UK government refuses to publish study showing Brexit will damage economy

Leaked document forecasts leaving will damage Britain in every scenario

The British government has rejected a call from MPs to publish a leaked civil service report predicting the economic consequences of Brexit. The document, which was leaked to Buzzfeed, forecasts that leaving the European Union will damage economic growth, even if Britain secures a free trade deal after Brexit.

Brexit minister Steve Baker told the House of Commons that the report, which was drawn up by his own department, had not been approved by ministers.

“In fact, I saw this report myself only this morning. The analysis to which I believe this article refers is a preliminary attempt to improve on the flawed analysis around the EU referendum. It is there to test ideas and to design a viable framework for the analysis of our exit from the EU,” he said.

Norway-style deal

Mr Baker noted that the report assessed the impact of leaving the EU with a Norway-style deal, a free trade agreement and with no deal but did not consider the prospect of a bespoke deal, which Britain is seeking. Dismissing the report as an attempt to undermine Brexit, he suggested that economic forecasts were always wrong.


“I’m not able to name an accurate forecast, and I think they are always wrong and wrong for good reasons. My longstanding views on the flaws in the epistemology of the social sciences and consequences for econometrics are long set out,” he said.

Mr Baker said it would be wrong to publish an incomplete analysis now but promised MPs a full economic assessment before they vote on the final Brexit deal.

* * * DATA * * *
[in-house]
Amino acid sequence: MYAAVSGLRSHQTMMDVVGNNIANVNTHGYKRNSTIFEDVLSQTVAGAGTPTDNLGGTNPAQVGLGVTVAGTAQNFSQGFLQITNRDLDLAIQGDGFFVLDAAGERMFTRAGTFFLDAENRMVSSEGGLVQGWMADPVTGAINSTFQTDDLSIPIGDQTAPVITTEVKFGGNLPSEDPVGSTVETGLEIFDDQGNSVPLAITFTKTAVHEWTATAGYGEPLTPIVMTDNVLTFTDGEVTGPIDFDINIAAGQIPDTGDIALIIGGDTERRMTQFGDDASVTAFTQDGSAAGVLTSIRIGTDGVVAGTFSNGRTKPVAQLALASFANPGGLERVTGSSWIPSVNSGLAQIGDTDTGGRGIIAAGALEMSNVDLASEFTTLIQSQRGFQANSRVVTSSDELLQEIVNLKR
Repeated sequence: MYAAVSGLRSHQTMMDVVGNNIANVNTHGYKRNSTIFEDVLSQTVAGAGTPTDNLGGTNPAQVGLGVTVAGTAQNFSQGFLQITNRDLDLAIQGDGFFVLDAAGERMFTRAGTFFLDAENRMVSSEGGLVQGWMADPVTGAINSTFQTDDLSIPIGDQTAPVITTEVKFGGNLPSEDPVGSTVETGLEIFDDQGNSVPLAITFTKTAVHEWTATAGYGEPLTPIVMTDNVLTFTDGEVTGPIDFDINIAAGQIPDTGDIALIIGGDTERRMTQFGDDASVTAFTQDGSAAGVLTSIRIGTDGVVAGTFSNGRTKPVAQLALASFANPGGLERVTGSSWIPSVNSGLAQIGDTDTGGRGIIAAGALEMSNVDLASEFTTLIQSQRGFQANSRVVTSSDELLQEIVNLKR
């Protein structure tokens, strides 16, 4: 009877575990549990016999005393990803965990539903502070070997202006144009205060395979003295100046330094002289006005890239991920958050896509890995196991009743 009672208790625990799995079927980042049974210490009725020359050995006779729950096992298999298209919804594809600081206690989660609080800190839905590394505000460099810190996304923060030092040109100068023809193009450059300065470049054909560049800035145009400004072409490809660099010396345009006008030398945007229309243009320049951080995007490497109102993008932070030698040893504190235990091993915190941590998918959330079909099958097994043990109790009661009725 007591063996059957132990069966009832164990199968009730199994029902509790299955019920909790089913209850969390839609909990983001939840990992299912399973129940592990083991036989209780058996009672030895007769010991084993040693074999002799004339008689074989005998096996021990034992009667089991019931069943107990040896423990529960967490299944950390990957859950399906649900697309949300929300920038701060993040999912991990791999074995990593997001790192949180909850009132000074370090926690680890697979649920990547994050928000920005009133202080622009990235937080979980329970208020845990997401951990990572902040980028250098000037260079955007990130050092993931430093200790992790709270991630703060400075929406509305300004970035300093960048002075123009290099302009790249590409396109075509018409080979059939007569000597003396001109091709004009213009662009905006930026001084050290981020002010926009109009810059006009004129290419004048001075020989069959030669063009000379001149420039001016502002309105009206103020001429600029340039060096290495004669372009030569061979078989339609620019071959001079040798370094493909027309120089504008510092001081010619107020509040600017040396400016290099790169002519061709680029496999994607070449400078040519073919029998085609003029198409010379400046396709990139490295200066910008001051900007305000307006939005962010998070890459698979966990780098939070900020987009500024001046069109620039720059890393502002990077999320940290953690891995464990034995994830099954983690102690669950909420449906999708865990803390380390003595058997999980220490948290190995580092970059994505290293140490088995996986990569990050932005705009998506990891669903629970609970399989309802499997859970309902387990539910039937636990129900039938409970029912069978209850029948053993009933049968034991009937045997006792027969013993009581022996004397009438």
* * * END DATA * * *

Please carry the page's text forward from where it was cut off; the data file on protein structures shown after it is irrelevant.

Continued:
Labour's shadow Brexit secretary Keir Starmer threatened to use an arcane parliamentary procedure to force the government to publish the report and three Conservatives joined opposition MPs in signing a letter calling for it to be released.

The row over the leaked report came as the House of Lords started debating the EU Withdrawal Bill, which repeals the legislation that brought Britain into the Common Market and transposes EU rules into British law. Theresa May’s government does not command a majority in the Lords and peers are expected to approve a number of amendments to the legislation.

Coruscating attack

Former Brexit minister Robert Bridges used his speech to launch a coruscating attack on the government's handling of the negotiations.

“What is the country we wish to build once we have left the European Union? Only once we have answered this question can we properly and fully answer the second question. What agreement do we want to strike with the European Union? What do we value more, parliamentary sovereignty and control, or market access and trade?”

“Four months on, and there are still no clear answers to these basic, critical questions. All we hear, day after day, are conflicting, confusing voices. If this continues, and ministers cannot agree among themselves on the future relationship the government wants, how can this prime minister possibly negotiate a clear, precise heads of terms for the future relationship with the EU.”

Denis Staunton

Denis Staunton

Denis Staunton is China Correspondent of The Irish Times